BRITAIN’S obsession with Brexit, a species of narrow English nationalism, has blinded us from understanding events in the rest of the globe. A case in point is the continuing, dangerous instability in Afghanistan and the ignominious collapse at the weekend of Donald Trump’s desperate attempt to broker a deal to let America withdraw its remaining troops in that country before next year’s presidential election. As a result, Afghanistan – home base to both the local Taliban Islamist insurgents and the late Osama bin Laden’s still potent al-Qaeda network – is about to re-enter our lives big time.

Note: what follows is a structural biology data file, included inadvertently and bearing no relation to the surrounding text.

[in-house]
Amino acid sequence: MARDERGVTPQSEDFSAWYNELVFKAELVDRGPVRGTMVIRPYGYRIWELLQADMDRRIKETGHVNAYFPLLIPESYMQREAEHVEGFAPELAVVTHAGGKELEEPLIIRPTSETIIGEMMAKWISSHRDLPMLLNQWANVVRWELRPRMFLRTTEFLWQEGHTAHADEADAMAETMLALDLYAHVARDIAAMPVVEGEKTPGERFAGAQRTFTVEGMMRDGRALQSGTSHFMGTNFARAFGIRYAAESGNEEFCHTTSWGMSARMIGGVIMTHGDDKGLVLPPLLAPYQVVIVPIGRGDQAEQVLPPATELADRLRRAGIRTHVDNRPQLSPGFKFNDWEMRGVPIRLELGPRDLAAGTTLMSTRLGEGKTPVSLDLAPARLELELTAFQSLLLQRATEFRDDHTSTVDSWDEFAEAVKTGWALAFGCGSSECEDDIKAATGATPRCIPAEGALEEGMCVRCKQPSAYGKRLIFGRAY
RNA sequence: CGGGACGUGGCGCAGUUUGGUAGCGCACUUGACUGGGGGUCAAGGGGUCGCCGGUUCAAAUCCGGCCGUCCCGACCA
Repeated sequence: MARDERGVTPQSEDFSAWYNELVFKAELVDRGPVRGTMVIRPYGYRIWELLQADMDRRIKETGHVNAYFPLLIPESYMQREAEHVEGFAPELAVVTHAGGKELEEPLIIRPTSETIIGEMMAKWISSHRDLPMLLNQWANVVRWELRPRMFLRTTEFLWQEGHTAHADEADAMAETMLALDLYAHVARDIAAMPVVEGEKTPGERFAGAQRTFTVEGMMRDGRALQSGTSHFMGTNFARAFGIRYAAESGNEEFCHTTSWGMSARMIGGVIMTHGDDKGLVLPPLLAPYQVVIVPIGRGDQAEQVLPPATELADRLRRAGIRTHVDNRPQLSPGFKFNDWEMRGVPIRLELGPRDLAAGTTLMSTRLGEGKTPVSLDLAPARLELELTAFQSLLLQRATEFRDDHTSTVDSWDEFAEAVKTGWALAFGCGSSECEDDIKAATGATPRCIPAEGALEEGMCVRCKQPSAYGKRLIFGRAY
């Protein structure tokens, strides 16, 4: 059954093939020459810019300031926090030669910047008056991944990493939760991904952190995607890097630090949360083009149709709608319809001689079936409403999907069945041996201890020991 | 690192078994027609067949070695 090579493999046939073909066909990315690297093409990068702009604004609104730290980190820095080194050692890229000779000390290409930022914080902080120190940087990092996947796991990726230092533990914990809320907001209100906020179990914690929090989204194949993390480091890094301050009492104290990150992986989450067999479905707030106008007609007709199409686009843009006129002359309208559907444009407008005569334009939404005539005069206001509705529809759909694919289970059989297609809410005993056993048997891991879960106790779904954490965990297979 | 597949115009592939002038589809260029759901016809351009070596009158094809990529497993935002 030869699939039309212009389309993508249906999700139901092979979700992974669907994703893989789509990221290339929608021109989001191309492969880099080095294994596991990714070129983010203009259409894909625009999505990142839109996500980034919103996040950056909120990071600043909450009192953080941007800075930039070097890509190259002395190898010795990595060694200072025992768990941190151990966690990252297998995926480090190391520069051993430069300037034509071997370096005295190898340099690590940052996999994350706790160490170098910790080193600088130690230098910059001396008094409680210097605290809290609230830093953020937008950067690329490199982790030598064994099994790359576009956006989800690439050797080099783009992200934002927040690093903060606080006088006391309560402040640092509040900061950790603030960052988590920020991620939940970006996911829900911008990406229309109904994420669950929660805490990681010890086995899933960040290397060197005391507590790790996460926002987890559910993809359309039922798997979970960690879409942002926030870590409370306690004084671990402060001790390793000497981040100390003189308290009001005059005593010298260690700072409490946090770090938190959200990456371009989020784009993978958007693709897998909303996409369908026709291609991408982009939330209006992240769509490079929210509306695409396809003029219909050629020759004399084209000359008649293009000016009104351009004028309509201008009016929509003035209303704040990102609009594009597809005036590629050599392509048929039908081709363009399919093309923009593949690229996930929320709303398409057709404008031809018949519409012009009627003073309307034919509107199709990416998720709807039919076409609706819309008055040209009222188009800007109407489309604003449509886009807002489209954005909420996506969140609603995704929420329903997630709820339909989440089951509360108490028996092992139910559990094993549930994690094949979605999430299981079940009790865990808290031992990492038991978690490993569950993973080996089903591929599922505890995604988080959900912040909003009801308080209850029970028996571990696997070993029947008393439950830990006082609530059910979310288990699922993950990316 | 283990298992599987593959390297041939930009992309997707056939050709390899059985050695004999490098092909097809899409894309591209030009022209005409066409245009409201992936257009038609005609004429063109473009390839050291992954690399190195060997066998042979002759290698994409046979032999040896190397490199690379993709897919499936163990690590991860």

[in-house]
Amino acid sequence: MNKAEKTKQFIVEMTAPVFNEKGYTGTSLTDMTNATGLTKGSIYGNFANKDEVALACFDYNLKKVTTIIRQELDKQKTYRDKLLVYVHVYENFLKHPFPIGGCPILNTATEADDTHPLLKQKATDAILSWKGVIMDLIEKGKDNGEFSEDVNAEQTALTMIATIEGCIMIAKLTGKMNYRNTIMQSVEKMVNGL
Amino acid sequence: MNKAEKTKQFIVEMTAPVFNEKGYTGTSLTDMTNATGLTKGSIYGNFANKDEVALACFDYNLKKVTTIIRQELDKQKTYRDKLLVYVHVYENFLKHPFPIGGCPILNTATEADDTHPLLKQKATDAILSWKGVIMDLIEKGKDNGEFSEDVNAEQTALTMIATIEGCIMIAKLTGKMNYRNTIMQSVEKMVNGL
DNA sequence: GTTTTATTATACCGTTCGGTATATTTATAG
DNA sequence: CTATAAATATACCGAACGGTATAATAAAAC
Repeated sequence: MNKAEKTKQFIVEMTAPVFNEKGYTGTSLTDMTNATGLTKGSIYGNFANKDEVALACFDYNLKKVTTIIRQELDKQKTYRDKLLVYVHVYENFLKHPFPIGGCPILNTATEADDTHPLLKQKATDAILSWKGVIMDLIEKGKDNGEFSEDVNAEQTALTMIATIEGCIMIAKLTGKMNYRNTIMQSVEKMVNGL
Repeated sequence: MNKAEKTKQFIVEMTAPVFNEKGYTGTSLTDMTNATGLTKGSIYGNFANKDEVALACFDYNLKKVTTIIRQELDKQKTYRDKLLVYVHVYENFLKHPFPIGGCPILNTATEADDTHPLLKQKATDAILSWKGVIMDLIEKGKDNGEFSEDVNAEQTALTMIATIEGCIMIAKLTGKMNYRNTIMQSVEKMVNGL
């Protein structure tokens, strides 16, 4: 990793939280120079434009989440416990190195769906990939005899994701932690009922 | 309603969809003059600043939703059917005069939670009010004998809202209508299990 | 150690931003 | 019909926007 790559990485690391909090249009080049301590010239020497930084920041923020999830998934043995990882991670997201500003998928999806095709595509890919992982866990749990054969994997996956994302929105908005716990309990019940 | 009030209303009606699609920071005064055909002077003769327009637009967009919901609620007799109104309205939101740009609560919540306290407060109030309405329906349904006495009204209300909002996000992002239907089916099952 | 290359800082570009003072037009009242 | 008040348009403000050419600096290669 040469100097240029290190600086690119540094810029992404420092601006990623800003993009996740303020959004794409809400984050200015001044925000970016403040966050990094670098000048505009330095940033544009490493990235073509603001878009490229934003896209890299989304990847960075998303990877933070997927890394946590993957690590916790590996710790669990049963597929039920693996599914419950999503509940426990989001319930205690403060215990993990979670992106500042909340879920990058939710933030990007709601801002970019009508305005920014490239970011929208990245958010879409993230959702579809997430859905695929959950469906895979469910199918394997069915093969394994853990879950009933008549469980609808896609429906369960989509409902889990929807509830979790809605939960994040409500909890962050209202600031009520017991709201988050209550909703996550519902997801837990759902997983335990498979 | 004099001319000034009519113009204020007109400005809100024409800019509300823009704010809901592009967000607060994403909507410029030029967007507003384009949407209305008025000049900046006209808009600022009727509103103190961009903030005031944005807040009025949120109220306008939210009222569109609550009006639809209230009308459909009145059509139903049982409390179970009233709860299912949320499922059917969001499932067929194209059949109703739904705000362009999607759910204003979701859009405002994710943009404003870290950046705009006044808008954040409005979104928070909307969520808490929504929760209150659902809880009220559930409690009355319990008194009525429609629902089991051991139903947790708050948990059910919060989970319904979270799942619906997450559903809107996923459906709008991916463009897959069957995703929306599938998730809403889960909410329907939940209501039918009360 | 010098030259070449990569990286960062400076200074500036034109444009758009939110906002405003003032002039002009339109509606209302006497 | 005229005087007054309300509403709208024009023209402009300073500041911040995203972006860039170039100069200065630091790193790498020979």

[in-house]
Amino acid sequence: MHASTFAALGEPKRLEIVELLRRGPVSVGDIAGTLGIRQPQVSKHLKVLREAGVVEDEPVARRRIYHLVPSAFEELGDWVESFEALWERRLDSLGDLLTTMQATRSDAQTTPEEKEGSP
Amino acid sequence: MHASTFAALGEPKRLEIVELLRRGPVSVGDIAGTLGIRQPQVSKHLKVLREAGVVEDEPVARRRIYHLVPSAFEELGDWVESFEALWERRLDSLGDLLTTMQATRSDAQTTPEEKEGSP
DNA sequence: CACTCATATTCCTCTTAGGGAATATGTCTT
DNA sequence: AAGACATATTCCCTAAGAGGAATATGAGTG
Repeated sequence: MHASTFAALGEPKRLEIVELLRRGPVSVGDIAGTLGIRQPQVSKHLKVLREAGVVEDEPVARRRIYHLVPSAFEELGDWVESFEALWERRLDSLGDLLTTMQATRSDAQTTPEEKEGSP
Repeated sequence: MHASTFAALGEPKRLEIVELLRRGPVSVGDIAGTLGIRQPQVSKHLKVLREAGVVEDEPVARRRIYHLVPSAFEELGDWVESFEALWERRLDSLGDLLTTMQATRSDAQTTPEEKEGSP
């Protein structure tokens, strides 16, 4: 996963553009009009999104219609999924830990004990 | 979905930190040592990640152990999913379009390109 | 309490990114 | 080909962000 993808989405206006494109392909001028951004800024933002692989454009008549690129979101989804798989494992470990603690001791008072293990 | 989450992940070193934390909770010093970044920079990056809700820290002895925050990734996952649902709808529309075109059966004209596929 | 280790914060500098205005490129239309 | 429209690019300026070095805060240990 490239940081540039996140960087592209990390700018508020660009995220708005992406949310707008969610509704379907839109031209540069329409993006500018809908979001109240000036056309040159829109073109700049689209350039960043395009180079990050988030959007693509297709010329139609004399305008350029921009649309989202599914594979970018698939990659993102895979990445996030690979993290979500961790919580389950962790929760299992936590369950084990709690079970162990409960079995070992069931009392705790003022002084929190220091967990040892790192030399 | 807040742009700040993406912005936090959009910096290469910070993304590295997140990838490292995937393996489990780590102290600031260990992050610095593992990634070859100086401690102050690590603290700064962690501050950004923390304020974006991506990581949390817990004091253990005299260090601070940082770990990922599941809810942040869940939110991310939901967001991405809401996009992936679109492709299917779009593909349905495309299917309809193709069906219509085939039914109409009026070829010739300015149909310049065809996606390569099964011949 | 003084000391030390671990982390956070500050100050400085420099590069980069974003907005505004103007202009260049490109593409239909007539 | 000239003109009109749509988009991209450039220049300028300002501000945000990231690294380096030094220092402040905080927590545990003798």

First, let me put Afghanistan – and related, bloody conflicts in Syria, Yemen and Libya – in context. The neoliberal world order of global free trade and unrestricted movement of capital was billed in the 80s and 90s of the last century as the path to jobs and prosperity (and therefore peace and harmony) for every soul on Earth. This was baloney then, and it’s baloney now. Unfettered monopoly capitalism does not spread wealth globally, rather it concentrates it – and the power that goes with it – in the metropolitan centres.